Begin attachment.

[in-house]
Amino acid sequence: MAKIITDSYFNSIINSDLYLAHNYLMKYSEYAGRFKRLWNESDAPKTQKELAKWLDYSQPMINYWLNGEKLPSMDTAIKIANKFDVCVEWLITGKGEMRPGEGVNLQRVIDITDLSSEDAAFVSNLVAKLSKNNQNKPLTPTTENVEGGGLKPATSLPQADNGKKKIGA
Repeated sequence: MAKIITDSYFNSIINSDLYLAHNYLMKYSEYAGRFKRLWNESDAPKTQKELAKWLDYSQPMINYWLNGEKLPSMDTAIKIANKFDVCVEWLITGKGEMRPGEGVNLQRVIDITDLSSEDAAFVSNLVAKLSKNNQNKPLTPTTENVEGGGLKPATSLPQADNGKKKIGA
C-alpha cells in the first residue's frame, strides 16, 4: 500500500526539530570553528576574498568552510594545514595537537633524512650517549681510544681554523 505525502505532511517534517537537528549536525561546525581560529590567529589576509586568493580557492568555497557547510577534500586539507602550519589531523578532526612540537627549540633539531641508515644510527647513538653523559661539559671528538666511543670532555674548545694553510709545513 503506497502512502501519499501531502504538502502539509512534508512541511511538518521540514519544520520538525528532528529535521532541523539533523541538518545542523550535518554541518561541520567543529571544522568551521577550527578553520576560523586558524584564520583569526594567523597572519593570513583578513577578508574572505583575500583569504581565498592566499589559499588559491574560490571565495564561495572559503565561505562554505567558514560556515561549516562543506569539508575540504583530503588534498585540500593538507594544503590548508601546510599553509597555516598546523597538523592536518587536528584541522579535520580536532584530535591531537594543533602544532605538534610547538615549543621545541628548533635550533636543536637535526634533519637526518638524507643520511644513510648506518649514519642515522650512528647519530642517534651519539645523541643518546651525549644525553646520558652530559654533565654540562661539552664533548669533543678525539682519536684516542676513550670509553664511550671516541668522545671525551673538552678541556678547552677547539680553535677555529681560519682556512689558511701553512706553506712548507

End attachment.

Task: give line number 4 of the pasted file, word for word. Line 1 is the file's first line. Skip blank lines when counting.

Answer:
C-alpha cells in the first residue's frame, strides 16, 4: 500500500526539530570553528576574498568552510594545514595537537633524512650517549681510544681554523 505525502505532511517534517537537528549536525561546525581560529590567529589576509586568493580557492568555497557547510577534500586539507602550519589531523578532526612540537627549540633539531641508515644510527647513538653523559661539559671528538666511543670532555674548545694553510709545513 503506497502512502501519499501531502504538502502539509512534508512541511511538518521540514519544520520538525528532528529535521532541523539533523541538518545542523550535518554541518561541520567543529571544522568551521577550527578553520576560523586558524584564520583569526594567523597572519593570513583578513577578508574572505583575500583569504581565498592566499589559499588559491574560490571565495564561495572559503565561505562554505567558514560556515561549516562543506569539508575540504583530503588534498585540500593538507594544503590548508601546510599553509597555516598546523597538523592536518587536528584541522579535520580536532584530535591531537594543533602544532605538534610547538615549543621545541628548533635550533636543536637535526634533519637526518638524507643520511644513510648506518649514519642515522650512528647519530642517534651519539645523541643518546651525549644525553646520558652530559654533565654540562661539552664533548669533543678525539682519536684516542676513550670509553664511550671516541668522545671525551673538552678541556678547552677547539680553535677555529681560519682556512689558511701553512706553506712548507